5th October 2014. A day in Formula 1 history that will unfortunately always be remembered for more sombre reasons than the on-track action. I remember it vividly, a typhoon made for treacherous conditions, but as usual, the silver arrows were battling out in-front. Back in the midfield, the Ferrari protegé, Jules Bianchi was putting in another fine performance. Having taken Marussia’s first points in Formula 1 earlier that year at the Monaco Grand Prix; the Italian was pegged as the Tifosi’s next rising star.
That plan came to a devastating end on lap 43. Bianchi collided with the recovery vehicle attending a stricken Force India of Adrian Sutil, the resulting impact leaving him in a coma. He succumbed to his injuries eight months later. Leaving Formula 1 with a difficult decision; how would it improve the safety in the sport without removing any of the spectacle. After months of development, the result was the halo.
It’s all a matter of perspective
The halo instantly received backlash from both in and outside of the paddock. Fans believed it was ‘ugly’ and hid the drivers from view. While drivers believed it would impact their peripheral vision on-track. Personally, I much preferred Indycar’s adopted solution of the aeroscreen to the halo; it suited the cars aesthetically and felt more in keeping. But thanks to Renault, I was able to get a behind-the-scenes look at how it would impact the next generation of Formula 1 cars.
Of all the livery unveilings in 2018, I have to say I was most impressed by Renault’s. It will definitely be eye-catching on the circuit and its choice of livery integrated the halo with minimal disruption. I was eager to see how the halo impacted a drivers vision, as by looking at release pictures it appeared incredibly intrusive.
The fact is though, with the halo, it’s all a matter of perspective. From the outside, it looks cumbersome and as though it will impede drivers and engineers. As you can see though, when you sit in the driving seat, the halo is barely visible. Despite the thin bar creating a small blind-spot directly in-front of the drivers vision, this is no different to various devices used along the survival cell by Mercedes-AMG or Red Bull Racing already. Being able to see it from a drivers perspective proved to me that the halo’s potential benefits far outweigh the aesthetic implications, but will work?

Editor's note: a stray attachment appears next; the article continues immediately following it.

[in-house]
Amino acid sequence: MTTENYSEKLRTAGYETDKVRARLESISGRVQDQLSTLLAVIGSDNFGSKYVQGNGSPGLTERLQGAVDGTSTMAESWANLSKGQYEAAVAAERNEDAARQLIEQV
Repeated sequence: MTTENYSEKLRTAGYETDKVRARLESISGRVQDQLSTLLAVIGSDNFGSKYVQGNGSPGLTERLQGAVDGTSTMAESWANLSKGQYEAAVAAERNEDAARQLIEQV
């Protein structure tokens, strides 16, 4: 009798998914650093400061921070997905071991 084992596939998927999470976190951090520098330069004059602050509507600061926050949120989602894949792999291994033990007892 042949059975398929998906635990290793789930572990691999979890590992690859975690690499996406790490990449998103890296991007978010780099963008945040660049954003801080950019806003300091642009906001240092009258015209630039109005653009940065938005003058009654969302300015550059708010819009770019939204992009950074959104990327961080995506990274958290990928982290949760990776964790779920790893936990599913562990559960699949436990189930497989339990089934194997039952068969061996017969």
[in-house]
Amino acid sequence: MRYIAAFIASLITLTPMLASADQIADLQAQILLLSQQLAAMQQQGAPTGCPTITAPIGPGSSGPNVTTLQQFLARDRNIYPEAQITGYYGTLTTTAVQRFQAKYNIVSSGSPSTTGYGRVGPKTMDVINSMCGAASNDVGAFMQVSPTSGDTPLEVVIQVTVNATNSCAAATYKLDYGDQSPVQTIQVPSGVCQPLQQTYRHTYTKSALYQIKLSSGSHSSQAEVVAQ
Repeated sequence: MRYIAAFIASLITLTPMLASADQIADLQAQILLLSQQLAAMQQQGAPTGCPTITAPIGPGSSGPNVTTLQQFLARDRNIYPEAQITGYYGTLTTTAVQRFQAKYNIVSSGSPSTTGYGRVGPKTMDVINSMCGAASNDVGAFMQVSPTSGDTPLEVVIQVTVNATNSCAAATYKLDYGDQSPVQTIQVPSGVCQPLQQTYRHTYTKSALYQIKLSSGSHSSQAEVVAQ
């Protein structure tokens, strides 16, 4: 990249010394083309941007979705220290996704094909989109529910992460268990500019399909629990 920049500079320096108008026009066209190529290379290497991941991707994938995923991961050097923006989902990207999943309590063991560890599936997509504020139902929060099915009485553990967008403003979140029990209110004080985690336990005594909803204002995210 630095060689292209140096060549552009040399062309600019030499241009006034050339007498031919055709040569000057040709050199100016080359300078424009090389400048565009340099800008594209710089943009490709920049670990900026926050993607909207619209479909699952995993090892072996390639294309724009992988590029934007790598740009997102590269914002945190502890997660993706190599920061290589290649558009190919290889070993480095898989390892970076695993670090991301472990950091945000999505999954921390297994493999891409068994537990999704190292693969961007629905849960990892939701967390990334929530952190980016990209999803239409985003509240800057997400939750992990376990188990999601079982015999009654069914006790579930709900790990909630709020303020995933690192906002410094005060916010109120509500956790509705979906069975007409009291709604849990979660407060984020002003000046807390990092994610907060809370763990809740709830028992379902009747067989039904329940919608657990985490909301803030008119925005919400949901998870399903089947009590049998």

Will the halo device be effective?
One of the main criticisms of the halo in comparison to the aeroscreen is that it wouldn’t prevent incidents such as that suffered when Felipe Massa was struck by a suspension spring at Hungary in 2009. This may be true; but the chances of this will be significantly reduced by the halo.
Following tests that will see it withstand the weight of a double-decker bus; it will certainly help against large scale impacts. There is still an inherit risk of smaller objects making it through, but look at that gap. The odds are reduced significantly by the introduction of the halo, and that’s what matters.
Even if it only prevents one injury; thats one life that would otherwise have been in danger where the risk has been averted. Think of Justin Wilson in Indycar; with the halo that incident would have been avoided. Rather than the tragic outcome we would have been left with an albeit shocking YouTube video.
So, like it or lump it, the halo is likely here to stay in F1; and after seeing it in person I can see why. It won’t be long before it is branded like any other part of the car and we won’t even notice it, until the time when it’s actually needed…